A little-noticed place in Nauvoo
The Seventies Hall is a two-story brick structure once devoted to the grand principle of preparation. It had a rough start, for during construction it was destroyed by a tornado. That led some to feel that, with all their other challenges, they might be justified in letting this project go.
But no. Joseph had initiated it, and his successor knew it was vital. So, insisting on thicker walls this time, and issuing an urgent timetable, Brigham saw it through. At last, in December of 1844, he dedicated it to the Lord.
That building was to help missionaries, as the Lord had asked, to learn “all things . . . expedient for you to understand.” The commandment even listed examples of things to study: things above, on, or in the earth; past, present, and future; close or distant; manmade problems; natural calamities; and, if that didn’t cover everything, “a knowledge also of countries and of kingdoms.”
That’s a lot of learning.
What in the world for? For the world! “That ye may be prepared in all things when I shall send you again to magnify the calling whereunto I have called you, and the mission with which I have commissioned you” (Doctrine and Covenants 88:77-80,118-119).
So, in the Seventies Hall, those modest servants of the Lord studied everything from scripture to math, from doctrine to history, from languages and science to reading and public speaking.
And upstairs was something most frontier people would not have expected: a library. Books arrived in the baggage of immigrating saints and returning missionaries. The collection was modest by today’s measures, but remarkable for its time. Eventually, this fruit of loving sacrifice was taken across the plains and became the first library in the western United States. And that was only the beginning. It yielded seeds for greater and greater projects.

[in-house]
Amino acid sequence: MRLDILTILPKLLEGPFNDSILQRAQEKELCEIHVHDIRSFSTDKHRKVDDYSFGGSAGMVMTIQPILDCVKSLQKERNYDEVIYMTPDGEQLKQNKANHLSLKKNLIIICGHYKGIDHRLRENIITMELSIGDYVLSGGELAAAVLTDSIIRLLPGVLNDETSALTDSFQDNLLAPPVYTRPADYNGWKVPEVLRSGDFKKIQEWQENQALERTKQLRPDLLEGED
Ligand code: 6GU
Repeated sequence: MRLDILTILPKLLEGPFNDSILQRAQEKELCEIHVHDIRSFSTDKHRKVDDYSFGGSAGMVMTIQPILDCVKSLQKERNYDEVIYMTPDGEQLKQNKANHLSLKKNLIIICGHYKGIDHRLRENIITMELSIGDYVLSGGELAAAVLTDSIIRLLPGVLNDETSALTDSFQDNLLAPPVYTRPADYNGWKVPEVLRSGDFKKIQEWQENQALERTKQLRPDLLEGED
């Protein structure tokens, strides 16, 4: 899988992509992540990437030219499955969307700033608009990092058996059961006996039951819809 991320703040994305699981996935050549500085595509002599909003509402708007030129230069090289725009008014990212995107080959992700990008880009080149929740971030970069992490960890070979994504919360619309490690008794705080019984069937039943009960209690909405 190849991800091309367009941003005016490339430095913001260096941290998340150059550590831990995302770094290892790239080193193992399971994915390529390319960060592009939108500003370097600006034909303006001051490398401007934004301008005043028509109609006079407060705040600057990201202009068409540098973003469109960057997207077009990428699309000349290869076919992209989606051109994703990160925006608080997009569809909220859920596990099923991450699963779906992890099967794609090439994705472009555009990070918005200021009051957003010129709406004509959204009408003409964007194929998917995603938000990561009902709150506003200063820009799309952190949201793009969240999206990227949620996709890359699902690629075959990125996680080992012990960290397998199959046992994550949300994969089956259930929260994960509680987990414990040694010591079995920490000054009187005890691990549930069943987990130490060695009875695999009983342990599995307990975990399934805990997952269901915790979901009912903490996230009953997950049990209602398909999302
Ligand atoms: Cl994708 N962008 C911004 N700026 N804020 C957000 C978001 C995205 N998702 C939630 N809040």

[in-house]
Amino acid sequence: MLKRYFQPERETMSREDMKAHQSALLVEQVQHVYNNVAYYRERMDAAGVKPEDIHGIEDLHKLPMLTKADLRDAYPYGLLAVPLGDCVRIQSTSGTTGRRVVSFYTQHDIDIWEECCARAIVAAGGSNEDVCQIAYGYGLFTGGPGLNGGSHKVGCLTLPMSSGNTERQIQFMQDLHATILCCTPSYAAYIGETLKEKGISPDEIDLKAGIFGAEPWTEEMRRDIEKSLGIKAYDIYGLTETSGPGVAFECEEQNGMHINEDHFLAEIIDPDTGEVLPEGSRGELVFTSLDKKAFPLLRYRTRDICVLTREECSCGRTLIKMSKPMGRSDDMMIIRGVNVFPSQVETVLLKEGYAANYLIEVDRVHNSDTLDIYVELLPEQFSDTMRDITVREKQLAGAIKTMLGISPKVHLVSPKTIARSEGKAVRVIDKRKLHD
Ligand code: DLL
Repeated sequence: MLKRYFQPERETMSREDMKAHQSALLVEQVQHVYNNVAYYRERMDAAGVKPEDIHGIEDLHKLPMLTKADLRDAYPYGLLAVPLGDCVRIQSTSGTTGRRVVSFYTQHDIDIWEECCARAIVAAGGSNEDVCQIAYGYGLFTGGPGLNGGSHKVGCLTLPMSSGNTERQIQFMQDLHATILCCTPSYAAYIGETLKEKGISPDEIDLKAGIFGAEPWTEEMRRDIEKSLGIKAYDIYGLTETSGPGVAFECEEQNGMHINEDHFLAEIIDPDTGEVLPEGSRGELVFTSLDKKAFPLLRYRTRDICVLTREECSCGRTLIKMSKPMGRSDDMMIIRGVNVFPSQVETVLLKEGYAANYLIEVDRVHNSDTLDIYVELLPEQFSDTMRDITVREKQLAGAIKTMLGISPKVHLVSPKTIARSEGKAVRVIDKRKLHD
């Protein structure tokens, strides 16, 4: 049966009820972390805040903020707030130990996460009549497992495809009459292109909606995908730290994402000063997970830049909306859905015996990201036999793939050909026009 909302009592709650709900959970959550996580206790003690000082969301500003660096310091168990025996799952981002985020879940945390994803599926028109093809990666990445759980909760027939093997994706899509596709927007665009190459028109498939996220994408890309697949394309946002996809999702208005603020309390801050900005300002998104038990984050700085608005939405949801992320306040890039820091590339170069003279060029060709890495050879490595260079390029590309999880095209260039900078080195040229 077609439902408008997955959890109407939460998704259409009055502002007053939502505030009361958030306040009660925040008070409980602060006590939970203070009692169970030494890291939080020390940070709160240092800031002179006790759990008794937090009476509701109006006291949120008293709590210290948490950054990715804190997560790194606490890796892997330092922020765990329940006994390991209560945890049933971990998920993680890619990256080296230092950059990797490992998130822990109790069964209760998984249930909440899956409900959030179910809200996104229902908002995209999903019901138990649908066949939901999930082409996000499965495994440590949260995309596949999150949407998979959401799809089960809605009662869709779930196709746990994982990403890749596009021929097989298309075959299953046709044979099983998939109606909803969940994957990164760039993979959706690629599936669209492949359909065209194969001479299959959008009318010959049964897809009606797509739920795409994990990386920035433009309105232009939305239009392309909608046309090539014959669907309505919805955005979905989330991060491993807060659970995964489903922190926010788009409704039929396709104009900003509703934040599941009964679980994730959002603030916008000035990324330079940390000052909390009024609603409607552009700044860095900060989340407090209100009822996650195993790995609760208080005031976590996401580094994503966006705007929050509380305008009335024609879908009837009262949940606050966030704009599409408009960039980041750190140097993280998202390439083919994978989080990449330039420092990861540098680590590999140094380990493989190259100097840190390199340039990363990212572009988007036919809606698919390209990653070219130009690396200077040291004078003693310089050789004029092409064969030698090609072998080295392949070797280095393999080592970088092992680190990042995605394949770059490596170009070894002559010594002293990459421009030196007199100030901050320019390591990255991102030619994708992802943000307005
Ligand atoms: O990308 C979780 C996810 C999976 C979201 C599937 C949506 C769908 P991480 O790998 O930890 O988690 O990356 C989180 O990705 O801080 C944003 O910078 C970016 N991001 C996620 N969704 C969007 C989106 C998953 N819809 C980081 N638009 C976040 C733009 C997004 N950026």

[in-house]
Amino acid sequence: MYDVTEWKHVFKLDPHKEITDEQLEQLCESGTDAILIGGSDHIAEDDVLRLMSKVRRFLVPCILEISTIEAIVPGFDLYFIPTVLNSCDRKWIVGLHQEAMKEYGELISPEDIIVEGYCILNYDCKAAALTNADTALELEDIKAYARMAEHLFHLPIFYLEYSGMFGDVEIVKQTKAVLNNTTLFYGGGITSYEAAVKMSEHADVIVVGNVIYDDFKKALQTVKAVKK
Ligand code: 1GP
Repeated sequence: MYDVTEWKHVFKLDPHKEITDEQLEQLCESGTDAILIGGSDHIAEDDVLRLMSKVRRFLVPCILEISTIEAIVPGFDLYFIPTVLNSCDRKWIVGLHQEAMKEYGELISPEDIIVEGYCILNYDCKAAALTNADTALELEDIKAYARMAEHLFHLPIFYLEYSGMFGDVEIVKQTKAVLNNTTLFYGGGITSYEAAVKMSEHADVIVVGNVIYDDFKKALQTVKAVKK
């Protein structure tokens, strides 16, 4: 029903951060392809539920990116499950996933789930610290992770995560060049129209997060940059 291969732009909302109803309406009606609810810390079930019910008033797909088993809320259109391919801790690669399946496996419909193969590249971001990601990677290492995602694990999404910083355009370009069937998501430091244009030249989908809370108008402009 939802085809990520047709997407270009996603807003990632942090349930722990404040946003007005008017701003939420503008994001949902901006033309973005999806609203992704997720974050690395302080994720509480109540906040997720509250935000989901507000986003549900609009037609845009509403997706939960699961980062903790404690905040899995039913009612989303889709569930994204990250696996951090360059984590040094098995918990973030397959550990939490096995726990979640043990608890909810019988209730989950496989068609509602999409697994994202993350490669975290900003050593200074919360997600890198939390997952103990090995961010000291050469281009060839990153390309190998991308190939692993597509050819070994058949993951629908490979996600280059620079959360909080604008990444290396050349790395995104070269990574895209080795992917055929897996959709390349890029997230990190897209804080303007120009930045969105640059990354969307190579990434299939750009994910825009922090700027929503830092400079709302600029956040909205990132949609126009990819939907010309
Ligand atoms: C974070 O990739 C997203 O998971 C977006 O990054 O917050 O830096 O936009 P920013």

Just one descendent of the Seventies Hall is today’s BYU library, a nationally recognized facility that houses 4 million volumes and a half million ebooks. If you had a full-time job to skim one book per hour, it would take 2000 years to get through the printed books and another two and a half centuries to browse the digital ones.
We can think of other descendants: the church’s meetinghouse library system; the Family History Library and its thousand or so branches; and, of course, the church’s Missionary Training Centers around the world.
The predecessor of these tools — an unassuming building in old Nauvoo — could have held only the merest fraction of today’s missionaries and leaders. Visiting the Seventies Hall today, you can imagine the humble classes held there to unveil talent in the “weak things of the world.” You think of those early missionaries who could hardly afford their daily bread, finding what they considered “the best books” in some distant place, procuring them and lugging them home to Nauvoo only to donate them to an upstairs book collection.
They trusted that these means would help God speed his work. It was a sacrifice for the principle of preparation.
We now see can how dramatically the principle of preparation literally has sped the work. We see the tools that now benefit living and dead, member and friend. We see the Lord’s wisdom in urging us to gain the lesser knowledge so that we might share the greater. We see the cost — and the worth — of being “prepared in all things,” so that we might “go forth to serve” a hundred cultures, a million villages and a billion homes.